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We live in an age of wonderful reference books. Those Renaissance scholars who first edited Chaucer and asked the basic questions about his meanings lacked our concordances, dictionaries, gazetteers, and source guides. But then we and our s tudents lack their classical education and ready familiarity with mythology and late medieval biography. So we need reference books as they have never been needed before.

Two years ago, Garland Publishing asked me to serve as a reader for this book, and I surreptitiously photocopied de Weever's typescript before I returned it with my comments. I needed her name dictionary then, not later, and have used it constantly since. This volume allows us to look up arcane information scattered through thousands of notes in editions variously available, and it updates citations to more modern (and accessible) editions and reference books. It also explains astronomical and astrologica l terms in ways I can understand, tying them to names and stories.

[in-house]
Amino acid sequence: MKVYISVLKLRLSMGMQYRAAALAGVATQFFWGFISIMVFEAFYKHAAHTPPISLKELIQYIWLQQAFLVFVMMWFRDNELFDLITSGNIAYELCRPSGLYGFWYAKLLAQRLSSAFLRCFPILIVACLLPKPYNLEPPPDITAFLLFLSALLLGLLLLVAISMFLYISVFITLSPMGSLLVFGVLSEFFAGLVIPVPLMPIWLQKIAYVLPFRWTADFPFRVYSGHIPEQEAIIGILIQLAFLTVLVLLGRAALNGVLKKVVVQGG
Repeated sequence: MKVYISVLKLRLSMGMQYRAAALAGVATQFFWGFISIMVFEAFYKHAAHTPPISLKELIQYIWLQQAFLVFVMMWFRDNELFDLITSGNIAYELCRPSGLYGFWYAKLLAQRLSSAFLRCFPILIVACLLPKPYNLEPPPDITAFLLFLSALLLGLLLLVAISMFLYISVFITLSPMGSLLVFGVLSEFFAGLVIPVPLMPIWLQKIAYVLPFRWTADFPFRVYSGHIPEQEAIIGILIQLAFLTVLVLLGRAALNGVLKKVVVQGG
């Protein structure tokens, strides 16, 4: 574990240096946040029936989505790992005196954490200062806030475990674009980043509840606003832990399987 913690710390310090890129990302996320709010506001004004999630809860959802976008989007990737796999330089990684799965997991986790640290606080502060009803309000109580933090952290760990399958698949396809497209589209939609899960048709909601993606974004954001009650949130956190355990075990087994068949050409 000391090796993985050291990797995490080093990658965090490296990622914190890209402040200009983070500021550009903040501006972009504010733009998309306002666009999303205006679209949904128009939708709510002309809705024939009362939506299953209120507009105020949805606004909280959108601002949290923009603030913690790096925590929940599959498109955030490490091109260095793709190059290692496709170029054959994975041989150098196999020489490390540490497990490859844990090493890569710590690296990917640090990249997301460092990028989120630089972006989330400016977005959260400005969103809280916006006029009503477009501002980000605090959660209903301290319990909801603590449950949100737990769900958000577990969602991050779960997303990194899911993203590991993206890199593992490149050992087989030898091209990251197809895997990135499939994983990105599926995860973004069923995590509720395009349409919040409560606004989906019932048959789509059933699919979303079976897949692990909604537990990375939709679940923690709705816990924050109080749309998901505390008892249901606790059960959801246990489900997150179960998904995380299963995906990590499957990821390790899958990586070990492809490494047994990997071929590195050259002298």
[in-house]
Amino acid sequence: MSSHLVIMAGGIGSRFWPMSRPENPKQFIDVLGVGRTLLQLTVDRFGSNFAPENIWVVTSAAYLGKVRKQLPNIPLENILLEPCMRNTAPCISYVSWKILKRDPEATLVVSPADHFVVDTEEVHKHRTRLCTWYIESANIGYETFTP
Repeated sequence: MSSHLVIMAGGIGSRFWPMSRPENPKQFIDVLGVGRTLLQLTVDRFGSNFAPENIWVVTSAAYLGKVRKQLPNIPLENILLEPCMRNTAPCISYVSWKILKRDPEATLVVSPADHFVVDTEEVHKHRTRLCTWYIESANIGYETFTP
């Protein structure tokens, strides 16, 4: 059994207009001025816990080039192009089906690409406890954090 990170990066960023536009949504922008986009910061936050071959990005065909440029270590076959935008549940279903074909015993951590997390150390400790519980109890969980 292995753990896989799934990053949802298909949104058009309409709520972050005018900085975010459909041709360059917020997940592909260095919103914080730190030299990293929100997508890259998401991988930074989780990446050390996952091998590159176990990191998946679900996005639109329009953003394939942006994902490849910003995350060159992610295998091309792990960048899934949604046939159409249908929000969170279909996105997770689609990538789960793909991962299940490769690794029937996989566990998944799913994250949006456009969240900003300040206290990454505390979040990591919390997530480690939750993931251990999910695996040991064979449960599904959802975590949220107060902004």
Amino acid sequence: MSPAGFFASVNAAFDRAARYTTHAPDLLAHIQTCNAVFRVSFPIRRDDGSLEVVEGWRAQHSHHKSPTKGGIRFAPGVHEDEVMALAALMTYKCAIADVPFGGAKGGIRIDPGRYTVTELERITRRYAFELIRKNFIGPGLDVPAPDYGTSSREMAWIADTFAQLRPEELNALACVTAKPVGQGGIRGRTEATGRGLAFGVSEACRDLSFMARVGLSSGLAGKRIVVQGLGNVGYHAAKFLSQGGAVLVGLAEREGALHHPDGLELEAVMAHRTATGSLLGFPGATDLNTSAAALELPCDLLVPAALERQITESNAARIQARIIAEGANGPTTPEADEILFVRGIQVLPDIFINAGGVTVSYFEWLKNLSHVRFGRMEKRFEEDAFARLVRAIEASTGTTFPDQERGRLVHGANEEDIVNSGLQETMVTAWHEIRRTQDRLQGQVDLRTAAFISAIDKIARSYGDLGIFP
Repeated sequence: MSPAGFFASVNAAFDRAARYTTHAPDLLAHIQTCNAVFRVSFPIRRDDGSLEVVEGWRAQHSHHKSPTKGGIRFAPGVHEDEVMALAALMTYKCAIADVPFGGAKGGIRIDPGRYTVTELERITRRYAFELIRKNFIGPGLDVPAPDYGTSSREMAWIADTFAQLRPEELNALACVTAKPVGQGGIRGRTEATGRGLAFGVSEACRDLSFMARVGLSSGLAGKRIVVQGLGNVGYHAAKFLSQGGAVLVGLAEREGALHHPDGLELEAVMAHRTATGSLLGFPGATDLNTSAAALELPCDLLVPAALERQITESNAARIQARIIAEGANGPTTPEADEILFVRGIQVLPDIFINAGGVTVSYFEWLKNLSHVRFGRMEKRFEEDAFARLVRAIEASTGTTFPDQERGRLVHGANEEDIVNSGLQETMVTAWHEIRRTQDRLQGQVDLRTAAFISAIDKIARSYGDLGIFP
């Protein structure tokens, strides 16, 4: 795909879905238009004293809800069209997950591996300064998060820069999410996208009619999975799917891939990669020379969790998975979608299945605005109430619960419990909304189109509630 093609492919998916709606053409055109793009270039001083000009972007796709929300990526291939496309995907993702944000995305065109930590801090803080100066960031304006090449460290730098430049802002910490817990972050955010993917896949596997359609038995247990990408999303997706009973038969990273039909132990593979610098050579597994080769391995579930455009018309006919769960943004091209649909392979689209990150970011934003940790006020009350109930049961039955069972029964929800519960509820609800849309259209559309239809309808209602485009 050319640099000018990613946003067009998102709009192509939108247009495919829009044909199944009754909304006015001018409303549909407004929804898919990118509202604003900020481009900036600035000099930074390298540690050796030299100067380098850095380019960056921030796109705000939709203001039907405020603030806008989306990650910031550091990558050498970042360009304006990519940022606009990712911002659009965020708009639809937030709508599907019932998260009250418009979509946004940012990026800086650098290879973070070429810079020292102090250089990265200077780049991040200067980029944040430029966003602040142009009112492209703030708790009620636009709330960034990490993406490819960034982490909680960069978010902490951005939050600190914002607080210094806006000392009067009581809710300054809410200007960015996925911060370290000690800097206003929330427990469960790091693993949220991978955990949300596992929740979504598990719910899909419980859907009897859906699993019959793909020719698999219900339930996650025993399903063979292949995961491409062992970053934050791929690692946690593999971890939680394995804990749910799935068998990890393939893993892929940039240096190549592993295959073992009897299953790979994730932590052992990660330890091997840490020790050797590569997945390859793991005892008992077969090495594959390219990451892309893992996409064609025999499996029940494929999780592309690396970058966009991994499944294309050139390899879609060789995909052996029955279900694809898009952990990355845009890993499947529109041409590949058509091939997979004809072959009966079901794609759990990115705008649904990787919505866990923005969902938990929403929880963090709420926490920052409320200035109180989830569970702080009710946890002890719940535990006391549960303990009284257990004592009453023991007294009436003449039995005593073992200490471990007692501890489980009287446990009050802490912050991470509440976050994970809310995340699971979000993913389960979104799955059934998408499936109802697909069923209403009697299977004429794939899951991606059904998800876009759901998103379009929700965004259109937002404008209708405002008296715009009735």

Professor de Weever has designed this volume for easy access by scholars and beginners, specialists and nonspecialists alike. You do not need to know the answer to find the answer, as in so many reference books in the medieval field. For example, she list s the names under their main Chaucerian spellings, on the assumption that most seekers will proceed from a reference in Chaucer's text. But she also cross-references heavily from other spellings, including modern ones. So we find "Augustin" cros s-referenced from "Augustine," even though the two names sit side by side in her alphabetical listing. The best reference books assume very little.

This book goes far beyond answering questions about particular references occurring in Chaucer. For instance, I wondered if Chaucer had read Bede's Ecclesiastical History, so I looked up the key names: Bede, Caedmon, Edwin, Hilda, Aidan, and Cuthbe rt. De Weever lists only the last, and her apparatus tells me that Chaucer did not need to know Bede to have the scholars in the Reeve's Tale ask for hospitality in the saint's name.

My typescript version has gotten a little dog-eared from use, and I look forward to replacing it with my own printed copy. On behalf of medieval scholars and students, I thank Professor de Weever for placing so much rich information at our fingertips.

Donald K. Fry, Poynter Institute for Media Studies, St. Petersburg, Florida

Copyright © 1988, 1996 Jacqueline de Weever
Published by Garland Publishing, Inc., New York and London.

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